Christmas is less than one week away; ONE WEEK! Have you finished your Christmas shopping yet? What about the gifts for your lovable canines? Are you all ready or don't know where to start? If it's the latter, never fear! Atta Pup is here! (Obligatory corny joke complete.)
Seriously though, have you ever wondered, "What would my dog REALLY want?" Here at Atta Pup, we love getting our dogs enrichment gifts. That means things that help them use their brains to get out all of that doggy energy. This energy is nice, but sometimes humans like a little break, and sometimes dogs think abiding by human rules is just plain boring. They need something "better" to do. Below are a few options we recommend for your dog. Some of them you can make yourself, and some can be found at your local pet stores. Many will be found at more economical prices through the links provided:
1.) Flirt Pole
A flirt pole is like a cat toy for dogs. It's a long pole with a bungee cord and a toy tied to the end. The human waves it back and forth, and the dog chases it. Flirt poles are best used outside and can have your dog exhausted in 10-15 minutes. You can make these at home, but it's easier just to buy one. (Personal experience speaking.)
Here's a video:
The next three options fall under the "Working to Eat" subtitle. Trainers love this option, because it allows dogs to be dogs and do dog things. They can sniff, scavenge, chew, and destroy appropriate objects, providing happiness and satisfaction for both pups and humans. It keeps them occupied, works their doggy brains, and tuckers them out while the humans may be busy entertaining or cooking on the other side of the room. Have a look:
Note: I must caution you against the use of weight-bearing bones, such as the white one in the video. This was made a while ago, and we have since stopped using them for dental reasons.
2. ) Food stuffers
These can be anything from rubber toys (like Kongs) to hooves, horns, etc. Anything that you can stuff with yummy treats, goodies, or appropriate people food is an amazing thing to many a dog. Some people use these when leaving their homes for the day so the good-bye is less stressful. Others use them during puppy witching hour when the family is trying to relax for the evening or right before company is about to arrive. These are great pacifiers to help your dog stay occupied, calm, or just be less stressed during the holidays. (Have caution allowing kids near dogs with these highly desired objects.)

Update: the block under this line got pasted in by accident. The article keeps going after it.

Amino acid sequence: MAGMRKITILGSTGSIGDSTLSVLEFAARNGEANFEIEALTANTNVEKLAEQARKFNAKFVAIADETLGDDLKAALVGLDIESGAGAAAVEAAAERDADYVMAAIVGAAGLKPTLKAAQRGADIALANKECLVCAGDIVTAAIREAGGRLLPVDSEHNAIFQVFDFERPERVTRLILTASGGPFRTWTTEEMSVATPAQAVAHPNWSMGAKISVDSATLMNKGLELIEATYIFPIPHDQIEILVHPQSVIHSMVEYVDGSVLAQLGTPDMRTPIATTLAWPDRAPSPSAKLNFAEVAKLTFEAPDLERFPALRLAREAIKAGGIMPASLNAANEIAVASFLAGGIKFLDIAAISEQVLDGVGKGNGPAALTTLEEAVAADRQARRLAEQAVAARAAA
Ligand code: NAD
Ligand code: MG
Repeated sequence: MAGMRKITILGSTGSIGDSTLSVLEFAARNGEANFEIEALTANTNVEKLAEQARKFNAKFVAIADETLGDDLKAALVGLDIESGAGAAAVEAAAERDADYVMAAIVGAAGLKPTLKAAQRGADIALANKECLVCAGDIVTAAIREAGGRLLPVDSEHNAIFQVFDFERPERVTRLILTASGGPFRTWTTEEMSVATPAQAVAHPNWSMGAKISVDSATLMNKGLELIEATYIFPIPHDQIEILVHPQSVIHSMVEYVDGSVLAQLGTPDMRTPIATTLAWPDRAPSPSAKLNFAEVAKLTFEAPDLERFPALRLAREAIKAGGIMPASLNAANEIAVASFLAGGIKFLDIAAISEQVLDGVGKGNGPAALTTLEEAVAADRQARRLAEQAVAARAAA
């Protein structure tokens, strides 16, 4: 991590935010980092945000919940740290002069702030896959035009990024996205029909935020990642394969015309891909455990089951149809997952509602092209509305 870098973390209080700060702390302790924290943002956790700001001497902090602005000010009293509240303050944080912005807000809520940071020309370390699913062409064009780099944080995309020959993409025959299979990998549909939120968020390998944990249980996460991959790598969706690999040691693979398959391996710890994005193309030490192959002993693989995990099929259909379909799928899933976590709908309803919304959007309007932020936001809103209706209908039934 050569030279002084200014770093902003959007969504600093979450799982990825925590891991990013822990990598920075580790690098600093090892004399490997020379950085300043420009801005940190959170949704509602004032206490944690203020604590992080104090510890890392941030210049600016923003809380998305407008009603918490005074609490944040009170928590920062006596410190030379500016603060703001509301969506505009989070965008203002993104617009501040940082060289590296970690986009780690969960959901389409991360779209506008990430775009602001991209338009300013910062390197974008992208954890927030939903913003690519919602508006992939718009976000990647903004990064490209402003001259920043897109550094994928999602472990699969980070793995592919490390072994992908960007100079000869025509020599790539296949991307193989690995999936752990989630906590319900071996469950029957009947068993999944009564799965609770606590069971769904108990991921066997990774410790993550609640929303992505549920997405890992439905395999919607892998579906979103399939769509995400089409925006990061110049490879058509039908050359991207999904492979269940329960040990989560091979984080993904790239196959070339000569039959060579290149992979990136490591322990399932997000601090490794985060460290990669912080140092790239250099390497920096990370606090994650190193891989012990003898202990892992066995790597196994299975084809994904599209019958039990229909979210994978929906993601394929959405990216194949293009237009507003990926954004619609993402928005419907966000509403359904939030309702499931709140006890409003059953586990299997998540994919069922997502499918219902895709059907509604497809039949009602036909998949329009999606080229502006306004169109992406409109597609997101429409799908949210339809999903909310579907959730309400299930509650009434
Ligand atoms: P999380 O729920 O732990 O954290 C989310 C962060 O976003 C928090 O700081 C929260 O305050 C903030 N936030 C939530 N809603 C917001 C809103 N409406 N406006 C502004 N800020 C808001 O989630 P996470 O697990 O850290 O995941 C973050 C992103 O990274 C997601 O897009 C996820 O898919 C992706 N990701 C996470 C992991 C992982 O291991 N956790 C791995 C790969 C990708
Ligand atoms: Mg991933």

Yes, you read that right - puzzles for dogs! Specifically, these are food puzzles. They are usually plastic and include compartments that can be filled with food or kibble pieces. The compartments tip, slide, lift, flip, or spin as the dog moves them. Some puzzles are harder than others, so companies will often have a difficulty rating on the side. Start out with easy (lower numbers) for beginners and increase in difficulty as the dog succeeds. These puzzles help expel doggy energy and give you a much more relaxed pup. Especially in the beginning, dogs should be supervised.
4.) Bottles and Boxes
What if you spent too much on gifts for the humans? No budget left for the dog? Shame on you! Just kidding :) We have a solution for that, too!
Dogs can get just as much entertainment out of plastic bottles and cardboard boxes as they can fancy food puzzles. How, you ask?
Take the cap off a bottle, and put some kibble inside. It's that easy. Let the dog role it around on the floor to get the food out. You can do the same with an old potato crisp can by putting a hole in the lid, but it won't be super durable.
Do you have some extra boxes and paper stuffing from packaging? Wrap kibble up in crumpled paper, and put it in a box. Now, put that in another box, and add a little kibble. Now, do it again. This can be repeated as many times as you like; just keep in mind your dog's focus level and current ability. We don't want to make it too hard for the newbies. Lastly, let your dog go outside with the box and go to destruc-town. You may need to supervise, especially if your dog is a paper eater. (And don't forget to limit the time outside if you live in an area where it gets super cold or hot.)
Have you ever tried any of these ideas? Do you have some other ones? What is your dog's favorite?
Heather Gruber is a participant in the Amazon Services LLC Associates Program, an affiliate advertising program designed to provide a means for sites to earn advertising fees by advertising and linking to Amazon.com and affiliated sites.